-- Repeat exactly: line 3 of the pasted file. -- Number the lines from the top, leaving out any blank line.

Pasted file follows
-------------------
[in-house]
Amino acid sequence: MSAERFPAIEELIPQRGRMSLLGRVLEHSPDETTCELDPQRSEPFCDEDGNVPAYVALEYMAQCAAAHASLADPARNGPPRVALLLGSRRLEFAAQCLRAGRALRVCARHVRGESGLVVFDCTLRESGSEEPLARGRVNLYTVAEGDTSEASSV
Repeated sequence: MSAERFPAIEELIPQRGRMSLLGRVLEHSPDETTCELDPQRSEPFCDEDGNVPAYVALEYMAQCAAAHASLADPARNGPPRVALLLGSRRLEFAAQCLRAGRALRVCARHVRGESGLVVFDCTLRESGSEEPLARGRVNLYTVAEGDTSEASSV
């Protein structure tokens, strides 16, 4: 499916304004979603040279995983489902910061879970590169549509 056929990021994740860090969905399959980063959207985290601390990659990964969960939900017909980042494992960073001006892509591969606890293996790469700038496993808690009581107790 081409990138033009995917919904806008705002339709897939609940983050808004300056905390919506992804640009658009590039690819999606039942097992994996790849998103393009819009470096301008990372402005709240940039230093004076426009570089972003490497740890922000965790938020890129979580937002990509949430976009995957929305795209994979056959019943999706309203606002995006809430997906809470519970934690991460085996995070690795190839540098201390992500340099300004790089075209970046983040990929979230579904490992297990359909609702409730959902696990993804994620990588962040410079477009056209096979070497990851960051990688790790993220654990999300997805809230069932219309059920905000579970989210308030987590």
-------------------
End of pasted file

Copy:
Repeated sequence: MSAERFPAIEELIPQRGRMSLLGRVLEHSPDETTCELDPQRSEPFCDEDGNVPAYVALEYMAQCAAAHASLADPARNGPPRVALLLGSRRLEFAAQCLRAGRALRVCARHVRGESGLVVFDCTLRESGSEEPLARGRVNLYTVAEGDTSEASSV